The premise alone might induce morning sickness: Jennifer Lopez plays a single Manhattanite who wants to get pregnant without waiting any longer to meet Mr. Right. So she gets pregnant. Then she meets Mr. Right. Uh oh!
Conception precedes romance—but not in the usual way—for Jennifer Lopez in The Back-Up Plan, a romantic comedy from first-time director Alan Poul.
Here is what we know about Zoe. She lost her parents at a young age. She used to work in the corporate world, but now owns a pet store, which she has staffed with prodding, protective friends who otherwise lack any personality. She has a shrieky best friend, played by Michaela Watkins, who is a mother of several small children and advocates against motherhood, generally, by saying things like, “I will show you my vagina.” And she has a Nana, played by Linda Lavin, who has unwittingly set an example of commitment phobia that Zoe must learn to transcend.
Here is what we know about Stan. He had a cheating wife once. Otherwise, he’s available. He is played by Alex O’Loughlin, as a strapping goat farmer with a dream of starting his own sustainable cheese shop.
The movie itself is a cheese shop, of course, and it’s going out of business. Its plan to dispatch all the hackneyed rom-com courtship conflicts and pregnancy plot points probably seemed shrewd to the filmmakers. But ultimately, The Back-Up Plan makes an hour and a half of screen time start to feel like nine very long months.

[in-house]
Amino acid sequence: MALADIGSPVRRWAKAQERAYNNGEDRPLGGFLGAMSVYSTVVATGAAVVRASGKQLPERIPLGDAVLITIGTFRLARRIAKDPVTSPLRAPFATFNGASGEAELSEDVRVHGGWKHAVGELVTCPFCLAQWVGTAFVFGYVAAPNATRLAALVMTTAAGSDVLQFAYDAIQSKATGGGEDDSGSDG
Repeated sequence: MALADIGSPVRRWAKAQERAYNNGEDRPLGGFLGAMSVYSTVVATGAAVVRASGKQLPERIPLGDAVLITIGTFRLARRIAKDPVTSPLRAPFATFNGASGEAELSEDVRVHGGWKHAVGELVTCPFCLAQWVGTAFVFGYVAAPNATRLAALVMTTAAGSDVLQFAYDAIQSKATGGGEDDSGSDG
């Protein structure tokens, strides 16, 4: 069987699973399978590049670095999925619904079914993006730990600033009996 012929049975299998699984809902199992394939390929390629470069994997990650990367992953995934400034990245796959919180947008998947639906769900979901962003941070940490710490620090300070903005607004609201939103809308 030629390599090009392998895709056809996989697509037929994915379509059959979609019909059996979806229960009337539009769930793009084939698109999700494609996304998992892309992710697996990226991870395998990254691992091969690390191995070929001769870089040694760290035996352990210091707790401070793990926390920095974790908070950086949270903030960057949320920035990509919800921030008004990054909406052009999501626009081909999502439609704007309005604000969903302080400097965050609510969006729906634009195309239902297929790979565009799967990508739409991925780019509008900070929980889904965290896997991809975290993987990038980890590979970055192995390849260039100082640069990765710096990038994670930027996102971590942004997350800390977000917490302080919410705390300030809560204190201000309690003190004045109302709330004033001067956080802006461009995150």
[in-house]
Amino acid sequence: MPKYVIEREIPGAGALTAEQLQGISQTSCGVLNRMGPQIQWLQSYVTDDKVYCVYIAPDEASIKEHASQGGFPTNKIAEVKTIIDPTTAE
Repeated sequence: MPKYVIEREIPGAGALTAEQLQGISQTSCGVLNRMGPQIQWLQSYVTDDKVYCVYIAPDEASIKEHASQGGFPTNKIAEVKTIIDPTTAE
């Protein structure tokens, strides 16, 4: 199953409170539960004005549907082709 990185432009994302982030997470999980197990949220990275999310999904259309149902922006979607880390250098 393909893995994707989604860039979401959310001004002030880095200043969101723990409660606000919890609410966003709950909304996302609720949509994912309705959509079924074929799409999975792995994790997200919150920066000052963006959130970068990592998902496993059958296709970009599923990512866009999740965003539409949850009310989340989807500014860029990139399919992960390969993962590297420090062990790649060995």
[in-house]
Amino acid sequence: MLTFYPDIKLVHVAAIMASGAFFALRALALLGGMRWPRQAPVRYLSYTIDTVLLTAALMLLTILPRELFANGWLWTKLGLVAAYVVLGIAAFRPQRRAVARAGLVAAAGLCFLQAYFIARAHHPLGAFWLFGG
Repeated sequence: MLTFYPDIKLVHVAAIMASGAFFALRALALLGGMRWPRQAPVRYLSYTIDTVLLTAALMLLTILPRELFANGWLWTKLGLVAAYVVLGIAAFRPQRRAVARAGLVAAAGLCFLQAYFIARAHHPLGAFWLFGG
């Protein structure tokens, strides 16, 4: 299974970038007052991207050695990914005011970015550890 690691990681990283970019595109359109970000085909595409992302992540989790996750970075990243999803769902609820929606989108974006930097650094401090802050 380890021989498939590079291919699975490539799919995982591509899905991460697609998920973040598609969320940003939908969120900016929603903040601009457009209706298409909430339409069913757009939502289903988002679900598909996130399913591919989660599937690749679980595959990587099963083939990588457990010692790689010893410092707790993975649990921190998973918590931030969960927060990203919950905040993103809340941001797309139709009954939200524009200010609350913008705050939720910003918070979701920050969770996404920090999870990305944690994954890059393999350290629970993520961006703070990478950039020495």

Is it too much to ask for a love connection between two strangers, who slip into the same cab, one of whom was just artificially inseminated? The animated opening title sequence, which looks like M. Sasek by way of a disposable women’s magazine, pitches a plausible situational fusion of classic and contemporary. But then the movie proceeds to pander, and never lets up.
Positioning his comely stars among such cute-because-they’re-kinda-sad accessories like a wheelchair-bound Boston Terrier, an enfeebled Tom Bosley, and an oh-so-wacky single mothers support group, director Alan Poul exerts just enough control to ensure that sitcom stalwart Kate Angelo’s script never surrenders its contrivances. Poul presides confidently over this glossy and moneyed production, dishing up the requisite soundtrack full of orchestral rom-com pizzicato and twee heartache pop. He also goes so far as to supply a cozy bedroom scene in which J-Lo gets asked, “Why do you have a picture of your ass?” Which is basically the movie’s way of pretending not to take itself too seriously. Well, now we know for sure that the way to transcend banality is to not pass it off as humility.
Early on, The Back-Up Plan was called Plan B. Access to emergency contraception is more important than ever.